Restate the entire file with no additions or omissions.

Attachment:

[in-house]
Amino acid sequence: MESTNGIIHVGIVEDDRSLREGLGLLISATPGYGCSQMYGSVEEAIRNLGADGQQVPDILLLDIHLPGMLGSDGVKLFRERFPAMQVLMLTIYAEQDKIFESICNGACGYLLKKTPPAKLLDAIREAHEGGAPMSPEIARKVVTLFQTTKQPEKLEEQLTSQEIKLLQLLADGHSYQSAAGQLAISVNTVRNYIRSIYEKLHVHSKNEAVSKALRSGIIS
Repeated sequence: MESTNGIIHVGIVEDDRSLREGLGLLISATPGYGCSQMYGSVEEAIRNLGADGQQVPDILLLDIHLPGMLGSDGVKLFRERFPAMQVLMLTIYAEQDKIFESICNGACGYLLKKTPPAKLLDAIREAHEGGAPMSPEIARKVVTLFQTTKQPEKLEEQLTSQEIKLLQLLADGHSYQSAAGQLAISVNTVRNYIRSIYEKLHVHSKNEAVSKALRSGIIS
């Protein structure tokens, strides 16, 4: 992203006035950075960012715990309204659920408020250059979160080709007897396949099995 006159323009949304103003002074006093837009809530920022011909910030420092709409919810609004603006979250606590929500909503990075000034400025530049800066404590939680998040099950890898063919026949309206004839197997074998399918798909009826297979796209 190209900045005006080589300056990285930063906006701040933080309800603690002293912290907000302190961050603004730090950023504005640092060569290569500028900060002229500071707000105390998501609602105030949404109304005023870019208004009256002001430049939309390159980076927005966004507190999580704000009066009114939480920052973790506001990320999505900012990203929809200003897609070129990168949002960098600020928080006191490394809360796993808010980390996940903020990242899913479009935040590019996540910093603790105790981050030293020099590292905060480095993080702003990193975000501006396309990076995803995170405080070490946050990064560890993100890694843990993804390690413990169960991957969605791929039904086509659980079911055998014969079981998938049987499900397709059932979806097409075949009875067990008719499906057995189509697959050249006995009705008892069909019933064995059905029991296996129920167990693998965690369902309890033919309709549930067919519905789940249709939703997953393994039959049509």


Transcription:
[in-house]
Amino acid sequence: MESTNGIIHVGIVEDDRSLREGLGLLISATPGYGCSQMYGSVEEAIRNLGADGQQVPDILLLDIHLPGMLGSDGVKLFRERFPAMQVLMLTIYAEQDKIFESICNGACGYLLKKTPPAKLLDAIREAHEGGAPMSPEIARKVVTLFQTTKQPEKLEEQLTSQEIKLLQLLADGHSYQSAAGQLAISVNTVRNYIRSIYEKLHVHSKNEAVSKALRSGIIS
Repeated sequence: MESTNGIIHVGIVEDDRSLREGLGLLISATPGYGCSQMYGSVEEAIRNLGADGQQVPDILLLDIHLPGMLGSDGVKLFRERFPAMQVLMLTIYAEQDKIFESICNGACGYLLKKTPPAKLLDAIREAHEGGAPMSPEIARKVVTLFQTTKQPEKLEEQLTSQEIKLLQLLADGHSYQSAAGQLAISVNTVRNYIRSIYEKLHVHSKNEAVSKALRSGIIS
């Protein structure tokens, strides 16, 4: 992203006035950075960012715990309204659920408020250059979160080709007897396949099995 006159323009949304103003002074006093837009809530920022011909910030420092709409919810609004603006979250606590929500909503990075000034400025530049800066404590939680998040099950890898063919026949309206004839197997074998399918798909009826297979796209 190209900045005006080589300056990285930063906006701040933080309800603690002293912290907000302190961050603004730090950023504005640092060569290569500028900060002229500071707000105390998501609602105030949404109304005023870019208004009256002001430049939309390159980076927005966004507190999580704000009066009114939480920052973790506001990320999505900012990203929809200003897609070129990168949002960098600020928080006191490394809360796993808010980390996940903020990242899913479009935040590019996540910093603790105790981050030293020099590292905060480095993080702003990193975000501006396309990076995803995170405080070490946050990064560890993100890694843990993804390690413990169960991957969605791929039904086509659980079911055998014969079981998938049987499900397709059932979806097409075949009875067990008719499906057995189509697959050249006995009705008892069909019933064995059905029991296996129920167990693998965690369902309890033919309709549930067919519905789940249709939703997953393994039959049509």